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Understanding ADA Regulations


Understanding ADA Regulations

Understanding ADA regulations

Any owner or manager of a business should take a few minutes to learn the reasoning behind — and the requirements of — the Americans with Disabilities Act (ADA). Understanding ADA signage regulations will help your company comply with the rules and avoid costly fines for noncompliance. Of course, you also may discover just how easy it is to adhere to ADA guidelines when working in partnership with an experienced signage resource.


The American with Disabilities Act explained

The ADA regulates signage to help ensure that Americans with disabilities can access and navigate public buildings. For optimal readability, ADA signage regulations require that signs have high-contrast, tactile letters, and braille.

What exactly are the ADA requirements for small businesses, organizations, and others? While there are a few exceptions, almost all stores, restaurants, malls and stadiums, as well as government buildings and other public spaces, must adhere to ADA signage guidelines.

Specifically, what should you and your signage provider be on the lookout for when asking yourself, “Is my business ADA compliant?” Here’s a closer look at ADA business regulations, including ADA handicap parking regulations.

  • Braille and tactile characters: On room signs, ADA guidelines require that characters be raised by 1/32 inch (0.8 mm). Signs should also feature Grade II Braille that’s rounded. Flat and square-cornered Braille is not allowed. On overhead or directional ADA signage, raised text and Braille are not required.
  • Contrast and signage finish: Per ADA signage regulations, high contrast is a must between background and character colors. Your ADA-compliant signs should feature dark characters on a light background or light characters on a dark background. A non-glare finish is also required.
  • ADA signage typestyles: All sign characters must appear in a simple, sans serif typestyle to be ADA-code compliant.
  • Character case and height: For signs in permanent rooms, ADA requirements state that characters must all be in upper case and adhere to a strict height/width ratio. For overhead mounts and flag mounts as well as directional signs, upper- and lower-case characters can be used. On overhead and flag mounts, two inches is the minimum character size. With directional signage, the character height should be scaled to the viewing distance.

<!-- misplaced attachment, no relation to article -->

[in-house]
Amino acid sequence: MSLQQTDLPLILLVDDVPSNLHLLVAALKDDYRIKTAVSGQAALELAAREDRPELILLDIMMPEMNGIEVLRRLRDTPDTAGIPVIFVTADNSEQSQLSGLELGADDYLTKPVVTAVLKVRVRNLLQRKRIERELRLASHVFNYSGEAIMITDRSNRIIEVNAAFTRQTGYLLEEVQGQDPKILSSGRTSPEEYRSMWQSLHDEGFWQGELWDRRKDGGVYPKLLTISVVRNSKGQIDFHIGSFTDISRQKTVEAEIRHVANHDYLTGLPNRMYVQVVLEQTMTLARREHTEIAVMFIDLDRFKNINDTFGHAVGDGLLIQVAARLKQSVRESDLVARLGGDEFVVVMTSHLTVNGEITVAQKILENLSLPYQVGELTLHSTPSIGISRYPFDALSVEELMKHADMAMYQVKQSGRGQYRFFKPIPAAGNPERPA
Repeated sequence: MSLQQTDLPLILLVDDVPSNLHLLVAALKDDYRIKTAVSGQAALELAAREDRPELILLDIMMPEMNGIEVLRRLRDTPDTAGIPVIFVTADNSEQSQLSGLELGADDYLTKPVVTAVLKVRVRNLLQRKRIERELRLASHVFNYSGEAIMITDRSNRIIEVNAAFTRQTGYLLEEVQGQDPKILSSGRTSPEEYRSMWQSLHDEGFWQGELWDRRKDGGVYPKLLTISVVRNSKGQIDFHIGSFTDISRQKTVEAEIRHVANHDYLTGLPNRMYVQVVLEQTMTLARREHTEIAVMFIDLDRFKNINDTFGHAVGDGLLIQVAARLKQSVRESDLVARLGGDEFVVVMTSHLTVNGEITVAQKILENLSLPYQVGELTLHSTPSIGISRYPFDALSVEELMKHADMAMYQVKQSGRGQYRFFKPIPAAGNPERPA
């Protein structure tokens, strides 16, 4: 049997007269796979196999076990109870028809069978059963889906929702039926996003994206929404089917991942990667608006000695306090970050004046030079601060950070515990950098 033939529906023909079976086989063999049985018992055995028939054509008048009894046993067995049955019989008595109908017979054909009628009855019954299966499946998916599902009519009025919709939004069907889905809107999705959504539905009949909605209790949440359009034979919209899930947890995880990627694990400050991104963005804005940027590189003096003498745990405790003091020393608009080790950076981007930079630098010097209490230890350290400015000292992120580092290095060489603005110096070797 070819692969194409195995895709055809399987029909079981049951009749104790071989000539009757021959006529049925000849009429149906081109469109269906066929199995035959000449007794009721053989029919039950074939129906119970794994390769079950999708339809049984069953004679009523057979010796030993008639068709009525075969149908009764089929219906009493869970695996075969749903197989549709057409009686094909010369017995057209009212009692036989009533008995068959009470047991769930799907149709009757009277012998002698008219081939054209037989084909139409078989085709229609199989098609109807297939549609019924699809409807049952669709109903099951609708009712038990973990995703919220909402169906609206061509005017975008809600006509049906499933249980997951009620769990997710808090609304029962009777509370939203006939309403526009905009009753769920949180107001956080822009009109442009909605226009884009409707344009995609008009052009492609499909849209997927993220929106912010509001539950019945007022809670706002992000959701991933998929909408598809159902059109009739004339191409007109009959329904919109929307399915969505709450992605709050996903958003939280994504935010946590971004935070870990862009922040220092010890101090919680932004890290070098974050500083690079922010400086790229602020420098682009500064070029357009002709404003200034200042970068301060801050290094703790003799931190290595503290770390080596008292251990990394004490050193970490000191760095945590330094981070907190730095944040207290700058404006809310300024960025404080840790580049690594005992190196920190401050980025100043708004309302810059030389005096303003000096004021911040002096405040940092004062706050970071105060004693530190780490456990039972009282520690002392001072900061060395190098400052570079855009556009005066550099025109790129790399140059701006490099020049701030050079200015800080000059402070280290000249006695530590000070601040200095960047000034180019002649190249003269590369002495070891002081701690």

• Use of pictograms: Pictograms are international symbols required for ADA telephone, restroom and no-smoking signs. They should also feature a written description below the symbol. According to ADA guidelines, office signs and room numbers do not require pictograms.
  • Sign positioning: ADA regulations for businesses also cover where you’ll mount your signs. One example? For rooms with one door, the ADA sign should be on the side with the latch. Another example? On double doors, the ADA room identification sign must be to the right of the right-hand door.
  • Mounting heights: Adhering to sign mounting regulations is one of your final considerations in assuring ADA compliance. Directory signs should be mounted a minimum of 27 inches from the floor, but no more than 80 inches at the top. Overhead signs must have an 80inch clearance from the bottom of the sign to the floor. Of course, standards may change depending on the application.
  • Handicap parking: The Americans with Disabilities Act requires that most public buildings offer ample accessibility options for the disabled. ADA signs marking the designated parking spaces should feature the familiar international symbol of accessibility. It shows a person using a wheelchair over a blue background. 

See the pros at Signs Now for help with ADA signs for your business,

“Is my business ADA compliant?” Find out with an expert site assessment courtesy of Signs Now . If a deficiency is identified, we’ll be right there to discuss solutions. We have a wide array of Regulatory, Wayfinding, & ADA Compliant Signs for all applications and budgets. We invite you to learn more about what Signs Now can do for you. To get started, contact us today.